To this end, Komp puts an Outperform (i.e. Buy) rating on CROX, and his $200 price target suggests a one-year upside of a hefty 152%. (To watch Komp’s track record, click here)

The consensus view on CROX shows that Wall Street, generally, is upbeat on the shares. The stock gets a Strong Buy rating, based on 9 reviews with a 6 to 3 split in favor of Buys over Holds. The share price is $79.26, and the average target, at $178.13, indicates room for ~125% appreciation in the year ahead. (See CROX stock analysis on TipRanks)

Albemarle Corporation (ALB)

Now let’s take a turn to the chemical industry. Albemarle, a North Carolina-based company, is a maker of lithium and bromine products, and is the world’s largest provider of the lithium needed in electric vehicle (EV) battery packs. The company has a global operations network, with facilities and ops in the US and Europe, Chile, Australia, the Middle East, and East Asia.

Albemarle presents us with a difficult picture to interpret. The company reported its 4Q and full year 2021 results earlier this month – and the numbers were roughly in-line with the Street’s expectations. For 4Q21, the top line of $894 million was a shade below the $894.5 million forecast, while the bottom line of $1.01 for adj. EPS was slightly better than the 99-cent estimate. For the full year, the company reported revenues of $3.3 billion, up 6% from 2020. The trouble comes in, however, with the full-year earnings.

GAAP EPS, at $1.06 per share for the year, was down 70% from 2020, and the company’s free cash flow turned negative. These are the factors that spooked investors and helped push the stock down by 20% in the subsequent session.

But should they have got that sort of beating? Albemarle has been pursuing an active expansion/acquisition strategy, which has left the company cash-poor for now – but in a position to expand production to meet expected increased demand in coming years. Investors should remember that, according to industry experts, lithium production can take up to two years to ramp up. Albemarle appears to be preparing for that now, rather than waiting to scramble when new orders come in.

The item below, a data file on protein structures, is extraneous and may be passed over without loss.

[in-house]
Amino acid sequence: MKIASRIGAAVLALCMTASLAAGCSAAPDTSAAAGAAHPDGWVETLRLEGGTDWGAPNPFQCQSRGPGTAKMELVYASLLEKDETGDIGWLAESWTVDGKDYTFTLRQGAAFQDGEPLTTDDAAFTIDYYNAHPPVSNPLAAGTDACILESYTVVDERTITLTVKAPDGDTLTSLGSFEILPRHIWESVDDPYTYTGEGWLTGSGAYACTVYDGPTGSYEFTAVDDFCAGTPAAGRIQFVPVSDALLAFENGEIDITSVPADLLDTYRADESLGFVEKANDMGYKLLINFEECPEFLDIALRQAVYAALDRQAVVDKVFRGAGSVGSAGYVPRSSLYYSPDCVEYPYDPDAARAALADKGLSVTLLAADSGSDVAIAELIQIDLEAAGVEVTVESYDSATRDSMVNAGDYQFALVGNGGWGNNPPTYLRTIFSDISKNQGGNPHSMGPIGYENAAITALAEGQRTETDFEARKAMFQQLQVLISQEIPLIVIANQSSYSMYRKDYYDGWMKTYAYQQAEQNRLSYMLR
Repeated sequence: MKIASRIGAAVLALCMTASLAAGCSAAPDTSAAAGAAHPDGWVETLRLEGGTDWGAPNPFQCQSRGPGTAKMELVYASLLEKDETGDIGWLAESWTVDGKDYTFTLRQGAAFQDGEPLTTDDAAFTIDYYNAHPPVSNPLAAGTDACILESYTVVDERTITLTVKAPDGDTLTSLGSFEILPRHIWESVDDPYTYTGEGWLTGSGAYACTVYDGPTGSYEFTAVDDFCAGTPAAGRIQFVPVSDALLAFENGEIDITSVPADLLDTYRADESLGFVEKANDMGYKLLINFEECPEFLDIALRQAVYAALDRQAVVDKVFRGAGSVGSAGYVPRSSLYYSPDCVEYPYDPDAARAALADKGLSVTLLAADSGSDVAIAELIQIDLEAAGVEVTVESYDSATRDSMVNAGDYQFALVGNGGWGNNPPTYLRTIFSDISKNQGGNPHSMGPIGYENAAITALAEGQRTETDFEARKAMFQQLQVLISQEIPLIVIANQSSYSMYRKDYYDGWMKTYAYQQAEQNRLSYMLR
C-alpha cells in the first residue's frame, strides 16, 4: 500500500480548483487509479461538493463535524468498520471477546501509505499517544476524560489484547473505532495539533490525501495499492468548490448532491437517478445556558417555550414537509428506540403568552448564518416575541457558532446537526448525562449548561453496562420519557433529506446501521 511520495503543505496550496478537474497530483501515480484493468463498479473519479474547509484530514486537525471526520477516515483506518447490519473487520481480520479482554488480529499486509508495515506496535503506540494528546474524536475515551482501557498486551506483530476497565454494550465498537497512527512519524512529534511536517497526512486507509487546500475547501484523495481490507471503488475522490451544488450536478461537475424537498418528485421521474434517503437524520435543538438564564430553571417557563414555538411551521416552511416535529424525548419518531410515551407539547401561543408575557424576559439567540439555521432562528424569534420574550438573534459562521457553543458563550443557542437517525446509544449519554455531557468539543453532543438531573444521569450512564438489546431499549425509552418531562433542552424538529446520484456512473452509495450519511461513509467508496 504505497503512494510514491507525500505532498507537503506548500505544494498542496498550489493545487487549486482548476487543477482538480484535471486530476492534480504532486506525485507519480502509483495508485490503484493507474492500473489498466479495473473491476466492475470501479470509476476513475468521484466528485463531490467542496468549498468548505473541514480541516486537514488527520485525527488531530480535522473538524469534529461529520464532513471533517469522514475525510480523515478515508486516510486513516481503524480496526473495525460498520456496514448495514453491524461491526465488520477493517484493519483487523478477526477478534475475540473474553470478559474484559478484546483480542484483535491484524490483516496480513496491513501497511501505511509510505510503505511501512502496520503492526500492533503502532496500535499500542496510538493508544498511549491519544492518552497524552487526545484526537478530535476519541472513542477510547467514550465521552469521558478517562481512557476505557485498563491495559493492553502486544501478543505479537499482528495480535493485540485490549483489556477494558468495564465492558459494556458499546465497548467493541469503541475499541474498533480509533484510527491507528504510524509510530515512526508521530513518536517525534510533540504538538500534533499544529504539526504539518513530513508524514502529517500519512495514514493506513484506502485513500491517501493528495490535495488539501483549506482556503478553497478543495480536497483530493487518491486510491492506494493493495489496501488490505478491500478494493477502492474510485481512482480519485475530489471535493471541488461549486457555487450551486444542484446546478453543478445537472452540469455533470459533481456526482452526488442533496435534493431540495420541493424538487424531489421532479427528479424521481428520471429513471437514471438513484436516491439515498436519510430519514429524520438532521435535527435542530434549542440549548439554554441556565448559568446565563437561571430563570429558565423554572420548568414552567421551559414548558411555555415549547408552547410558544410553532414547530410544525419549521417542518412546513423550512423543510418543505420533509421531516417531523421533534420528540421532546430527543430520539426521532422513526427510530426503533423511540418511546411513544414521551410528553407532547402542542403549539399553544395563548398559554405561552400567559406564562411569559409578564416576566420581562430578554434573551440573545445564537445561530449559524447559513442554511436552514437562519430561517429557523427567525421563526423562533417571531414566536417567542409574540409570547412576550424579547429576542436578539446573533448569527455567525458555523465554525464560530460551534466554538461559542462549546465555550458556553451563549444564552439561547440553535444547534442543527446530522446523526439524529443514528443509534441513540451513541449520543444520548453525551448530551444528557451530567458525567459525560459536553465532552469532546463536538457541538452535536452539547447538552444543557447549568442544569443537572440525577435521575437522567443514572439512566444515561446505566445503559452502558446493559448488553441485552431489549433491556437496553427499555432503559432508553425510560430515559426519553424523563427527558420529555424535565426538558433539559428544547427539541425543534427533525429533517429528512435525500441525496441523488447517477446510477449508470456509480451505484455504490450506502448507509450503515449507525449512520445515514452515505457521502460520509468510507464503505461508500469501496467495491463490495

A look at some recent announcements helps to tell the story. In January, Albemarle signed a development agreement with 6K, a leader in microwave plasma technology, for the exploration of novel lithium battery materials and a possibly disruptive new manufacturing process. And in February, Albemarle signed a non-binding agreement with Mineral Resources Limited on the potential expansion of the MARBL Lithium Joint Venture.

Albemarle’s insiders appear sanguine on the stock. Last week, Netha Johnson, President of the company’s bromine specialties, bought up 1,060 shares, spending just over $199K on them. In the second purchase, Kent Masters, President, CEO, and Chairman of the Board, made a purchase of 5,241 ALB shares for $999,983.

In the meantime, 5-star analyst Colin Rusch, of Oppenheimer, believes the company is setting itself up for future gains. He says of Albemarle, “We note that management’s increased estimates for lithium demand through the end of the decade may prove conservative as EV production continues to ramp and as power infrastructure integrates a higher percentage of renewables capacity augmented by energy storage. We believe some investors may be concerned about inflationary pressures on ALB’s production costs, but we believe the company will be in a position to not only pass those costs on over time but also to enjoy substantial operating leverage.”

Based on the above, Rusch rates ALB shares an Outperform (i.e. Buy), and his $307 target implies a 12-month upside potential of 61%. (To watch Rusch’s track record, click here)

All in all, ALB holds a Moderate Buy rating from the analyst consensus, based on 15 reviews including 9 Buys, 4 Holds and 2 Sells. Meanwhile, the average price target stands at $253.67, suggesting a 33% upside potential. (See ALB stock analysis on TipRanks)

To find good ideas for stocks trading at attractive valuations, visit TipRanks’ Best Stocks to Buy, a newly launched tool that unites all of TipRanks’ equity insights.

Disclaimer: The opinions expressed in this article are solely those of the featured analysts. The content is intended to be used for informational purposes only. It is very important to do your own analysis before making any investment.